Banned Book Week

Banned Book Week is this week (September 18-24). I figured a post was in order to discuss banned books and the associated ridiculousness especially since there has been a rise in book bans the past few years. PEN America has been tracking many such bans and have a Banned Book Index available to see what some people think shouldn’t be read by others (with a high likelihood they haven’t read it themselves).

There are common denominators for many of the recent book bans with the easiest to determine being the state where the ban was put in place. The three currently with the highest number of banned books are Texas, Pennsylvania, and Florida. I am not inferring the citizens, or rather politicians, of these states are illiterate (not on purpose anyway). I don’t think any law should dictate what a person can or cannot read. Anyone should be able to determine for themselves what, and why, they read.

Most books that get banned are targeted because they contain an idea or discuss a topic those imposing the ban don’t want others to see. So the question is: Why? The easiest and best example I think is how 1984 was banned in many countries for anti-communist themes in many countries during the 40s, 50s, and 60s. It was also banned for pro-communist themes in some democratic countries and continues to get or remained banned for various reasons. When a book is banned, especially for political reasons, then it often contains ideas that oppose those currently in office or exposes the negative sides they wish to remain hidden.

Many common reasons books are banned is because they contain language or violence and the bans are restricting the books within schools. Some bans are to remove books from a county or state altogether including public libraries. Books have been banned from entire countries. Books have been challenged without being banned, but the rise in bans is absolutely a concern I wanted to discuss.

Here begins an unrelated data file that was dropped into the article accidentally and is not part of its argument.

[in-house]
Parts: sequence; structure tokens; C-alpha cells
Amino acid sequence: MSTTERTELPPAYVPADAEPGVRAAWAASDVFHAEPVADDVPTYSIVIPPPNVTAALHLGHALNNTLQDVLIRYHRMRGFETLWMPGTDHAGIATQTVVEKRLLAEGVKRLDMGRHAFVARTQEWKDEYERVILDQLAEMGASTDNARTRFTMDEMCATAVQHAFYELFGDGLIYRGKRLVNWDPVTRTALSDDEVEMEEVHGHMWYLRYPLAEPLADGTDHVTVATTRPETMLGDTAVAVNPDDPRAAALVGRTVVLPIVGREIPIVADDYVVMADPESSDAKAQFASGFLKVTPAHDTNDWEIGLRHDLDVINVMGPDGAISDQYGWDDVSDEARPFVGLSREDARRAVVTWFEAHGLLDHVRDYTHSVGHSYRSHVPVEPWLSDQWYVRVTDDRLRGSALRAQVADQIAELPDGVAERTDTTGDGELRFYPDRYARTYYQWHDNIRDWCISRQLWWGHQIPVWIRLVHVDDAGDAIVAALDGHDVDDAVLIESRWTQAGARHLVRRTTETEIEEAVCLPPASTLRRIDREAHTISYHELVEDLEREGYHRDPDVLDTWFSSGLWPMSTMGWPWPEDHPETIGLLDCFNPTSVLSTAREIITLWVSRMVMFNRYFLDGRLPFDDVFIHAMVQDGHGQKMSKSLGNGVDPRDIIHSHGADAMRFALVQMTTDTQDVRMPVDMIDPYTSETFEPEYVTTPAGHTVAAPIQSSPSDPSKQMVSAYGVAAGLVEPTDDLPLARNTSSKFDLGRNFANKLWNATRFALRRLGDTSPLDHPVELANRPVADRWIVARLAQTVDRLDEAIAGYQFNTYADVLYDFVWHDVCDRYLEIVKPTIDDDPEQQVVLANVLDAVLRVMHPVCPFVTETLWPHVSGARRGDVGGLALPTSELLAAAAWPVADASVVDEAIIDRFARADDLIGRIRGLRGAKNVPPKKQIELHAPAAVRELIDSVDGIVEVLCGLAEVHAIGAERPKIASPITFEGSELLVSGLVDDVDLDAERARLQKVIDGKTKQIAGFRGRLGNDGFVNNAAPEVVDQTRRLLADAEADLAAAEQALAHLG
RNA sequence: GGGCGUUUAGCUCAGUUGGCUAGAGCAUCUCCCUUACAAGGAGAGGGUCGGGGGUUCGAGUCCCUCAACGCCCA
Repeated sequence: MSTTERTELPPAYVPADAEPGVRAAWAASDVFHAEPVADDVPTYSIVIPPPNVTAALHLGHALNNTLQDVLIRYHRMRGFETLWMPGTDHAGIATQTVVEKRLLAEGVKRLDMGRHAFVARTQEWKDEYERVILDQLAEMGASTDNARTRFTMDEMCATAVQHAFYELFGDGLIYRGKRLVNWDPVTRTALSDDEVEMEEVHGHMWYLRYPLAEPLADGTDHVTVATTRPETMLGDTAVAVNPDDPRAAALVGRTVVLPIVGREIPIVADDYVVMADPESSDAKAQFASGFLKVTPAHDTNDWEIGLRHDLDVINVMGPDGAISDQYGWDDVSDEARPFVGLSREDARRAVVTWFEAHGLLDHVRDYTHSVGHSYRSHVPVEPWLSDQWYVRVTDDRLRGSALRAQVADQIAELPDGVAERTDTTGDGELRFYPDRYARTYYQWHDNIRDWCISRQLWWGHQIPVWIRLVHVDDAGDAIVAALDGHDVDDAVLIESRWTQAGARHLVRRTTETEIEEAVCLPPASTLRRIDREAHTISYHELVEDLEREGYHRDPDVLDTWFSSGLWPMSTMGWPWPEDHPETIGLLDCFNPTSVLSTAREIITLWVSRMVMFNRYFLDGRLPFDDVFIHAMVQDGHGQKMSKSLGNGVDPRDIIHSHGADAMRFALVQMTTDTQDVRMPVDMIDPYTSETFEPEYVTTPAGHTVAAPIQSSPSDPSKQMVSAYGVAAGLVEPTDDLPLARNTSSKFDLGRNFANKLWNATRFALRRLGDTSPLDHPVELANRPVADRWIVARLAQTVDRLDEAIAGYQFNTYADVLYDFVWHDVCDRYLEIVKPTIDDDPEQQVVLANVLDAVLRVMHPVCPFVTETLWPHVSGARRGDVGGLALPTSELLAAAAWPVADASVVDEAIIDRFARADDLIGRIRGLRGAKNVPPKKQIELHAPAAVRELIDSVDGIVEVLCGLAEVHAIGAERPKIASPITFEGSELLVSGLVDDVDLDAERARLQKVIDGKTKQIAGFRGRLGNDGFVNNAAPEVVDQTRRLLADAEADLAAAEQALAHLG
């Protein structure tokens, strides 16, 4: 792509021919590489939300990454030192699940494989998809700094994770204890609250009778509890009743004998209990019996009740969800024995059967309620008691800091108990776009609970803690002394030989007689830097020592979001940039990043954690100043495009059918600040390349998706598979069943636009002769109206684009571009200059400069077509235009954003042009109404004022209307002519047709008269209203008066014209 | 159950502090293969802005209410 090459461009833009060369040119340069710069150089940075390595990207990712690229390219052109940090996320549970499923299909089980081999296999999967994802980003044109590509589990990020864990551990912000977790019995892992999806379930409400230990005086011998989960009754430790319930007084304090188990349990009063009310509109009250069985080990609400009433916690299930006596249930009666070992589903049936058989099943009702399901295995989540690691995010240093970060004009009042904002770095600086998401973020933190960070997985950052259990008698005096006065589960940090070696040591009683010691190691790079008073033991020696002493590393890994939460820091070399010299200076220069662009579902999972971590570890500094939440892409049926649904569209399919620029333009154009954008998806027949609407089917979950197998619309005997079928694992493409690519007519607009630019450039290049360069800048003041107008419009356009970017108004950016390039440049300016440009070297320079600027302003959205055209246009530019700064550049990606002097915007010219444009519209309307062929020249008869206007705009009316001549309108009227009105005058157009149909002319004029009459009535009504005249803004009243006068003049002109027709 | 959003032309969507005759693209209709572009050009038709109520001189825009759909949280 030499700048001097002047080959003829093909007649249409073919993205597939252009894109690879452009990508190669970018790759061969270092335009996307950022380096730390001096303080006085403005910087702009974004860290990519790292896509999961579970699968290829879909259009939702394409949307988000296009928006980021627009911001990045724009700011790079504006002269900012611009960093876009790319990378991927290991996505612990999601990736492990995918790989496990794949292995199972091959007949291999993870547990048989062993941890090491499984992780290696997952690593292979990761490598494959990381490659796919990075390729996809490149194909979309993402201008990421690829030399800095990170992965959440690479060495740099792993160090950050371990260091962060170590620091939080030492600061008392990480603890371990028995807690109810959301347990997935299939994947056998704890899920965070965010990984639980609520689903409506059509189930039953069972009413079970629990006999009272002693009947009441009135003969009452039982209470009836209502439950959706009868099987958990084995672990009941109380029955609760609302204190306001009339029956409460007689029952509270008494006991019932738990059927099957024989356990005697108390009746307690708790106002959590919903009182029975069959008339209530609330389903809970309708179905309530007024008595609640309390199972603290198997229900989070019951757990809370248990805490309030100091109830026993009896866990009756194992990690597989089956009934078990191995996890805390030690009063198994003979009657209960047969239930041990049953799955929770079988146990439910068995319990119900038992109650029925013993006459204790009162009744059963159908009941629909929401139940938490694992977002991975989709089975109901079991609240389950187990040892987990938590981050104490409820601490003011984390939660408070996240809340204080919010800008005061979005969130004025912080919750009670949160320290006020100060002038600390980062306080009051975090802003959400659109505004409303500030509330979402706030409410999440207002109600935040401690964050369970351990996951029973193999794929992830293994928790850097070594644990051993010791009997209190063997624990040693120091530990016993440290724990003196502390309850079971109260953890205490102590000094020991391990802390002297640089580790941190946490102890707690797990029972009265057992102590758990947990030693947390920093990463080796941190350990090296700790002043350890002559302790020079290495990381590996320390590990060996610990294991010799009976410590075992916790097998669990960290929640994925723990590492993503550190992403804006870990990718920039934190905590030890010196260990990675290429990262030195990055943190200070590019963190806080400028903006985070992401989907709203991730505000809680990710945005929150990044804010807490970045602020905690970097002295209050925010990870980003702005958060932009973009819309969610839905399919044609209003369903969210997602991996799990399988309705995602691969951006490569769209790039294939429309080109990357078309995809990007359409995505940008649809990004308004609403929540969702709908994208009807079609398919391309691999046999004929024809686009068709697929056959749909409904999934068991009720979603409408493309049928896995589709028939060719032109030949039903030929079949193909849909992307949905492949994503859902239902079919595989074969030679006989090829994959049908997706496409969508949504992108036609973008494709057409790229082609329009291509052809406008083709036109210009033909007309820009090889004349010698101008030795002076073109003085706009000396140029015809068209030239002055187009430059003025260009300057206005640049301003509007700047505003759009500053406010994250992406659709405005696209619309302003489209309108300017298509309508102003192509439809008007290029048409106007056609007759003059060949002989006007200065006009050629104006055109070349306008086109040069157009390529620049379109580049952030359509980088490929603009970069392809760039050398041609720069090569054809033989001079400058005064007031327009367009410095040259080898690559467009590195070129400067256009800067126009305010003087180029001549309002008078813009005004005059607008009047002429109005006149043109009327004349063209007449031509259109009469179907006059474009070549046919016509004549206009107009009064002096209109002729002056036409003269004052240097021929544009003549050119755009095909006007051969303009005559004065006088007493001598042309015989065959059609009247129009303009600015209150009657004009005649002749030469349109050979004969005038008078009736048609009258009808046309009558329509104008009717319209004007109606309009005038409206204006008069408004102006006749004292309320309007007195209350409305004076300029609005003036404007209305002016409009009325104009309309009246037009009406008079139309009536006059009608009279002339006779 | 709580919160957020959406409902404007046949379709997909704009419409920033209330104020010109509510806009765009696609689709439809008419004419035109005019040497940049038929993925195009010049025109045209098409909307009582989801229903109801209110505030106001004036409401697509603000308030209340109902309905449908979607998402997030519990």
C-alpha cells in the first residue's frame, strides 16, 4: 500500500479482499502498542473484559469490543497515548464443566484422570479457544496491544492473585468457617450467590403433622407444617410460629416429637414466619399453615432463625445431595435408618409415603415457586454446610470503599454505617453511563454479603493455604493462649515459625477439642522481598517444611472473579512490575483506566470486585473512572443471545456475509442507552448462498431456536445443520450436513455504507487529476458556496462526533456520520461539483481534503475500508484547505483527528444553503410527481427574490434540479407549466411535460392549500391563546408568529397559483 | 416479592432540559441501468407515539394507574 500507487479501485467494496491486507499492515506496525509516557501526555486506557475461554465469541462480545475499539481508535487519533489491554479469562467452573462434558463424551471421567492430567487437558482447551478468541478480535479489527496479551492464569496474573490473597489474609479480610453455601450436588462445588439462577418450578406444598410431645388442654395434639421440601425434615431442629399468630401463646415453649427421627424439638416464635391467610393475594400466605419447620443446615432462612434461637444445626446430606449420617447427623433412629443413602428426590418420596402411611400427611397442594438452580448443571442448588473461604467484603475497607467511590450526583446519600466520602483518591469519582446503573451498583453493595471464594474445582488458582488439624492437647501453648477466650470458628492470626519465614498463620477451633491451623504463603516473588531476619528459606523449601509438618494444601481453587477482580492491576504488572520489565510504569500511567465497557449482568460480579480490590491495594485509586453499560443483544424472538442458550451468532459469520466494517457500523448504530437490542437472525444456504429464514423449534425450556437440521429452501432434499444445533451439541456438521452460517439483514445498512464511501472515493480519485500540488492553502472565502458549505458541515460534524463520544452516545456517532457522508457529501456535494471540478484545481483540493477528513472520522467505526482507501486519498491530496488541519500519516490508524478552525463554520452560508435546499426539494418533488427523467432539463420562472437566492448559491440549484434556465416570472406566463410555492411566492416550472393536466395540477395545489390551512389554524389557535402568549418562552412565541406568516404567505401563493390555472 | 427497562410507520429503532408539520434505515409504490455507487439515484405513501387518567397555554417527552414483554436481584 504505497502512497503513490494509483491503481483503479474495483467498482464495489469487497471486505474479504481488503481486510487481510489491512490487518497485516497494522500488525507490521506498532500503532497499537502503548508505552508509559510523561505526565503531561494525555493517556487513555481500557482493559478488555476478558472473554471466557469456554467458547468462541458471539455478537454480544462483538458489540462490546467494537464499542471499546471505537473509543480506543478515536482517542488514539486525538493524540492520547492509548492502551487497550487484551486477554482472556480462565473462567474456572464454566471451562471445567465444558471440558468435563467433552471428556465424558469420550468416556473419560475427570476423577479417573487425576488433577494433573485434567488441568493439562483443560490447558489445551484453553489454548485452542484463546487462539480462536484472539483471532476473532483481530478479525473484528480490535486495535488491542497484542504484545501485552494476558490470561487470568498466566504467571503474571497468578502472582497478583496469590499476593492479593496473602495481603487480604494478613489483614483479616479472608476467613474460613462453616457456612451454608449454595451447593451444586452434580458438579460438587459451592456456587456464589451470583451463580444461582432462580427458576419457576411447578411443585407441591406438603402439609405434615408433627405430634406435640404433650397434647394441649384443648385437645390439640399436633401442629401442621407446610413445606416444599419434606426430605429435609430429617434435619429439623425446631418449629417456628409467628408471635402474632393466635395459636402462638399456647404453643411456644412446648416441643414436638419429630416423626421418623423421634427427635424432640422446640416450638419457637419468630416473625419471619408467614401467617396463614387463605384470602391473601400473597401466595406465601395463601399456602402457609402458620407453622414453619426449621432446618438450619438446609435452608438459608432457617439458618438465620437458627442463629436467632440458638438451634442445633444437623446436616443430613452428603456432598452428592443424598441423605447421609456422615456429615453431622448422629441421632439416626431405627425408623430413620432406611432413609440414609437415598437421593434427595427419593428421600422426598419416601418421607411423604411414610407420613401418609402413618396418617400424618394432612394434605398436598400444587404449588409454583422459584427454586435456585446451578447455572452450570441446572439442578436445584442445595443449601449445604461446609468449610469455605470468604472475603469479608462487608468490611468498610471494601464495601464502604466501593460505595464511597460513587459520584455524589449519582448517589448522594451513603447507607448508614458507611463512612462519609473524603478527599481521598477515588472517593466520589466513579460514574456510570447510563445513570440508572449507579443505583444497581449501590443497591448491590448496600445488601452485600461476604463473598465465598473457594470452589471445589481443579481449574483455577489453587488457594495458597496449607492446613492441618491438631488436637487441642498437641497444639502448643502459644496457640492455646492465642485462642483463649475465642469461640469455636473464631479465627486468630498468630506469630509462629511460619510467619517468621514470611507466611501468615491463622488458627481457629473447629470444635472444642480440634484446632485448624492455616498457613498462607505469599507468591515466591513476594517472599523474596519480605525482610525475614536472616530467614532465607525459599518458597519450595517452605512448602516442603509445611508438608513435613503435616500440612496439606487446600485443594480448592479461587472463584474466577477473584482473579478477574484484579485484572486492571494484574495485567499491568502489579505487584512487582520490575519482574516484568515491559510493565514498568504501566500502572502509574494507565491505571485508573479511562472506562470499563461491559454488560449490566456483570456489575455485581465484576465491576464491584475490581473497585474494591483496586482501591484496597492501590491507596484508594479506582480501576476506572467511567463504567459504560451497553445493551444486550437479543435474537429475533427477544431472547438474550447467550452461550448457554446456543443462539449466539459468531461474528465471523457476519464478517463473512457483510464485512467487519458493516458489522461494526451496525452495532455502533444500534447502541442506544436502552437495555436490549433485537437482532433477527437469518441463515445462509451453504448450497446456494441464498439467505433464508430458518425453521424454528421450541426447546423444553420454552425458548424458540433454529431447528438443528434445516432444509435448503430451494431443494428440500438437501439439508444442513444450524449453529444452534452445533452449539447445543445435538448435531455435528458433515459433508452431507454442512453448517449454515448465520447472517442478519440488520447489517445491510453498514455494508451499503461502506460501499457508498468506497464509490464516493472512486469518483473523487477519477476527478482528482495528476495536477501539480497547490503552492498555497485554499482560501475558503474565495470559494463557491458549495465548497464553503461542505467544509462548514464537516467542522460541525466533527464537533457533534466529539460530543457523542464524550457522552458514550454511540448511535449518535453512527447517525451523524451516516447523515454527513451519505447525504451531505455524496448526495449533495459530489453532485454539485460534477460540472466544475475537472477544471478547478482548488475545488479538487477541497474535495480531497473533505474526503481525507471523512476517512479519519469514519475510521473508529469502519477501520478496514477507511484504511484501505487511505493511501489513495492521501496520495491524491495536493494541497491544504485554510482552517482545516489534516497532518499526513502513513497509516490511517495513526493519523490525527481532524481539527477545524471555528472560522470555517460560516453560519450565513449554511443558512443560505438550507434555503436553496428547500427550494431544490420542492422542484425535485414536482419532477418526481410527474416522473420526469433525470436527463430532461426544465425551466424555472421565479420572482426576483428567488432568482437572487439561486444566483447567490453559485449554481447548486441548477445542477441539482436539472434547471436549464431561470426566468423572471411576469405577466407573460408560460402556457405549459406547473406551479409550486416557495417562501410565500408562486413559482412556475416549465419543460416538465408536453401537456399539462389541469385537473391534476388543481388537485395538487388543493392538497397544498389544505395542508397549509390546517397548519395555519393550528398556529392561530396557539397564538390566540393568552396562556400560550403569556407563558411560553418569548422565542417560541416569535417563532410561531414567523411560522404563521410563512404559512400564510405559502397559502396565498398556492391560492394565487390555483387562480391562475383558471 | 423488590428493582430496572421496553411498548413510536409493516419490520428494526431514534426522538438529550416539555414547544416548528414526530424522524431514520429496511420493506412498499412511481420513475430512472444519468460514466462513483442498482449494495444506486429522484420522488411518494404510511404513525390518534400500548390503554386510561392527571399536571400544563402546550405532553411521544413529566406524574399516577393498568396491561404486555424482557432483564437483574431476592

Again, the first question is: Why would someone want to ban this book? The second question is: What about this book frightens the people who want to ban it? Do they fear children will be exposed to certain horrors of this world (which absolutely exist) too early? Are they trying to protect people from something, or prevent them from gaining a different perspective that differs from their own? The reasoning behind a ban is often ludicrous and should be treated as such.

The questions can go on forever about this topic. Questions should be encouraged. I, for one, see a book ban as a reason to look into a book I may otherwise not have been interested in. Banning a book makes me want to read it, or at least see why people think it would be bad for us to read. I will always advocate for someone’s choice to read and encourage all forms of reading. So this week, I encourage you to find a book that has been banned somewhere or at point in time and read it to discover what reasons someone would not want that book in our society. You may not find any. If so, look up why it was banned and see if you can connect any dots.

Happy Reading.

Here are a few books that have been banned that I have recommended before:

Fahrenheit 451
The Handmaid’s Tale
Harry Potter
Brave New World
Slaughterhouse Five
The Absolutely True Diary of a Part-Time Indian
To Kill a Mockingbird

One thought on “Banned Book Week

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